Macklemore and Ryan Lewis have released a new song “White Privilege II,” and are pointing some fingers at fellow musicians, Miley Cyrus and Iggy Azalea.

The duo are set to release their next album, The Unruly Mess I’ve Made and just released the track, “White Privilege II.” Macklemore raps about racism, “Black Lives Matter,” white privilege, and cultural appropriation in the eight-minute song. The new song is a sequel to “White Privilege” from the 2005 album The Language of My World.


“Take all we want from black culture, but will we show up for black lives?” Macklemore raps. He calls out Cyrus and Azalea, rapping, “You’ve exploited and stolen the music, the moment/ The magic, the passion, the fashion, you toy with/ The culture was never yours to make better/ You’re Miley, you’re Elvis, you’re Iggy Azalea.”

The rapper continued calling out the singers for their “watered down” version of hip hop. “Fake and so plastic, you’ve heisted the magic / You’ve taken the drums and the accent you rapped in / You’re branded hip-hop; it’s so fascist and backwards / That Grandmaster Flash’d go slap it, you bastard / All the money that you made / All the watered-down pop bulls— version of the culture, pal.”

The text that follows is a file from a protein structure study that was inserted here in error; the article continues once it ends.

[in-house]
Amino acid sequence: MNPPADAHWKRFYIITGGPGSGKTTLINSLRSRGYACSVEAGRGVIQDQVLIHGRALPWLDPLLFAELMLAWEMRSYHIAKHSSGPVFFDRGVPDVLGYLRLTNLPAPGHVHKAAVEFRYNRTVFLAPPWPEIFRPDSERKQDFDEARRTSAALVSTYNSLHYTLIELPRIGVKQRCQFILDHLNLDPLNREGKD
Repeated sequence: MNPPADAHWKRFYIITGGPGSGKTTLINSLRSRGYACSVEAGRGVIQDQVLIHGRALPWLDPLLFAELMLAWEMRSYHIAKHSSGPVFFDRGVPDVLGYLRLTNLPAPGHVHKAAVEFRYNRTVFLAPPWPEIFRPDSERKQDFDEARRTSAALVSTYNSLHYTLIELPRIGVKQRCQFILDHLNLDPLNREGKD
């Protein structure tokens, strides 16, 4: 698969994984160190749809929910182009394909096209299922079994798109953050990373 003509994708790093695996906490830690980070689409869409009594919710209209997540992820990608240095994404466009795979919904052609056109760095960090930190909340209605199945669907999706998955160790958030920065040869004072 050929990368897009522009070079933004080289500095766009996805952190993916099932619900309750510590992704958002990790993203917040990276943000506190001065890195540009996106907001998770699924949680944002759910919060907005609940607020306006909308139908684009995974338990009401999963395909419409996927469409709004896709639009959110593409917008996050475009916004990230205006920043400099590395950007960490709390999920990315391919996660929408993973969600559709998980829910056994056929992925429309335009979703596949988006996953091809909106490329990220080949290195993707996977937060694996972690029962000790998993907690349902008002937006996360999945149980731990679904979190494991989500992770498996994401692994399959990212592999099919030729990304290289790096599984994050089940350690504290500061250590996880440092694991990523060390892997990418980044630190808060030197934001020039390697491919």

Macklemore opens the track referencing the unease he felt marching in Seattle to protest the police shooting of unarmed teen Michael Brown in Ferguson.

“Ok, I’m saying that they’re chanting out, ‘Black lives matter,’ but I don’t say it back / Is it ok for me to say?” he raps. “I don’t know, so I watch and stand in front of a line of police that look the same as me.”

Macklemore has voiced his opinion on respecting the black culture. During a 2014 visit to Hot 97’s Ebro in the Morning, he said, “This is not a culture that white people started. So I do believe, as much as I have honed my craft, as much as I have put in years of dedication into the music that I love, I do believe that I need to know my place, and that comes from me listening.”

In a statement on their website, Macklemore said, “this song is the outcome of an ongoing dialogue with musicians, activists, and teachers within our community in Seattle and beyond. Their work and engagement was essential to the creative process.”


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